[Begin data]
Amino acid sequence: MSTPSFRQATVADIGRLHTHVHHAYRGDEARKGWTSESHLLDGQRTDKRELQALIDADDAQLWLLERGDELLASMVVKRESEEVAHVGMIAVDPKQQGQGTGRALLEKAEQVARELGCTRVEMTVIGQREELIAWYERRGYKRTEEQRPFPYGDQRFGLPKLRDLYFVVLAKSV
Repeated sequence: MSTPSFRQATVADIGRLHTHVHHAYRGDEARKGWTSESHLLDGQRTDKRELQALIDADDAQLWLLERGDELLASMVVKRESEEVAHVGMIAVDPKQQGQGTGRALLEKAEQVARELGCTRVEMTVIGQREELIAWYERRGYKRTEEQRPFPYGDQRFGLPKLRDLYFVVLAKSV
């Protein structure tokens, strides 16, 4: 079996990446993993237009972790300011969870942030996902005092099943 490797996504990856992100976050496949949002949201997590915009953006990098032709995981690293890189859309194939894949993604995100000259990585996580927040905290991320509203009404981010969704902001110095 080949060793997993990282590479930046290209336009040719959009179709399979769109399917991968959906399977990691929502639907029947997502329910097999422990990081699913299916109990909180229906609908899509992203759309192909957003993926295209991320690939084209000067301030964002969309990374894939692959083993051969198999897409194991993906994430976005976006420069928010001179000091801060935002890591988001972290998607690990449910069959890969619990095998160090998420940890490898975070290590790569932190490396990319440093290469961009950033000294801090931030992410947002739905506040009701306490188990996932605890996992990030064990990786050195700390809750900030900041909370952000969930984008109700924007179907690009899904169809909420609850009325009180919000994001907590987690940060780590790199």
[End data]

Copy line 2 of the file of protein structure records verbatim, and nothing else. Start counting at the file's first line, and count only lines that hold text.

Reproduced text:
Repeated sequence: MSTPSFRQATVADIGRLHTHVHHAYRGDEARKGWTSESHLLDGQRTDKRELQALIDADDAQLWLLERGDELLASMVVKRESEEVAHVGMIAVDPKQQGQGTGRALLEKAEQVARELGCTRVEMTVIGQREELIAWYERRGYKRTEEQRPFPYGDQRFGLPKLRDLYFVVLAKSV